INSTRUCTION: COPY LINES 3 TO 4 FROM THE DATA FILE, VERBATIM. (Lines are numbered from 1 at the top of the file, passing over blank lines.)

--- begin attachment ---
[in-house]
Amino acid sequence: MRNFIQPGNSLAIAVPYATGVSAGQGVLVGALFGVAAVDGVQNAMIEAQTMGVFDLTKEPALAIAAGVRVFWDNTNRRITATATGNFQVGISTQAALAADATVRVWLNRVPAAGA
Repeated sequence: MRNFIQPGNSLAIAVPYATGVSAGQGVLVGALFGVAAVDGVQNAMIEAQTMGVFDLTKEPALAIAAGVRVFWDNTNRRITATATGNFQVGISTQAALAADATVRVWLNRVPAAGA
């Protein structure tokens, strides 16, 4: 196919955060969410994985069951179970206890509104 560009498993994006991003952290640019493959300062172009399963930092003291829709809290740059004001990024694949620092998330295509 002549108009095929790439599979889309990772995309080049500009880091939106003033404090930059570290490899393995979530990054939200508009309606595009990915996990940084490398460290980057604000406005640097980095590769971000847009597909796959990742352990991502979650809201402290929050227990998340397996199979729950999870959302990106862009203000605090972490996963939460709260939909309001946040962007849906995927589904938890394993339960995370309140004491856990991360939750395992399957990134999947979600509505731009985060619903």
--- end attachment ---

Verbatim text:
Repeated sequence: MRNFIQPGNSLAIAVPYATGVSAGQGVLVGALFGVAAVDGVQNAMIEAQTMGVFDLTKEPALAIAAGVRVFWDNTNRRITATATGNFQVGISTQAALAADATVRVWLNRVPAAGA
């Protein structure tokens, strides 16, 4: 196919955060969410994985069951179970206890509104 560009498993994006991003952290640019493959300062172009399963930092003291829709809290740059004001990024694949620092998330295509 002549108009095929790439599979889309990772995309080049500009880091939106003033404090930059570290490899393995979530990054939200508009309606595009990915996990940084490398460290980057604000406005640097980095590769971000847009597909796959990742352990991502979650809201402290929050227990998340397996199979729950999870959302990106862009203000605090972490996963939460709260939909309001946040962007849906995927589904938890394993339960995370309140004491856990991360939750395992399957990134999947979600509505731009985060619903």